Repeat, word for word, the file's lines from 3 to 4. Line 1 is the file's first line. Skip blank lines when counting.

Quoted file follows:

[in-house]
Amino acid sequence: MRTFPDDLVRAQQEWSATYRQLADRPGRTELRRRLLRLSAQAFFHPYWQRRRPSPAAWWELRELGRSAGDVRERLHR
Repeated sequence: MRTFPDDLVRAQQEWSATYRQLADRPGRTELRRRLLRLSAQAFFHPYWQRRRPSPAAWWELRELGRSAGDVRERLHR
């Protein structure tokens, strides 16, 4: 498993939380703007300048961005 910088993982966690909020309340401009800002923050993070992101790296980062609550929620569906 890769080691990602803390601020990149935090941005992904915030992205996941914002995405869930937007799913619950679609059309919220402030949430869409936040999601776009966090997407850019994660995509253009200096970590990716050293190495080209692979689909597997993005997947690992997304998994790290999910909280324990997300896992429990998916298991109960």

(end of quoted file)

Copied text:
Repeated sequence: MRTFPDDLVRAQQEWSATYRQLADRPGRTELRRRLLRLSAQAFFHPYWQRRRPSPAAWWELRELGRSAGDVRERLHR
């Protein structure tokens, strides 16, 4: 498993939380703007300048961005 910088993982966690909020309340401009800002923050993070992101790296980062609550929620569906 890769080691990602803390601020990149935090941005992904915030992205996941914002995405869930937007799913619950679609059309919220402030949430869409936040999601776009966090997407850019994660995509253009200096970590990716050293190495080209692979689909597997993005997947690992997304998994790290999910909280324990997300896992429990998916298991109960």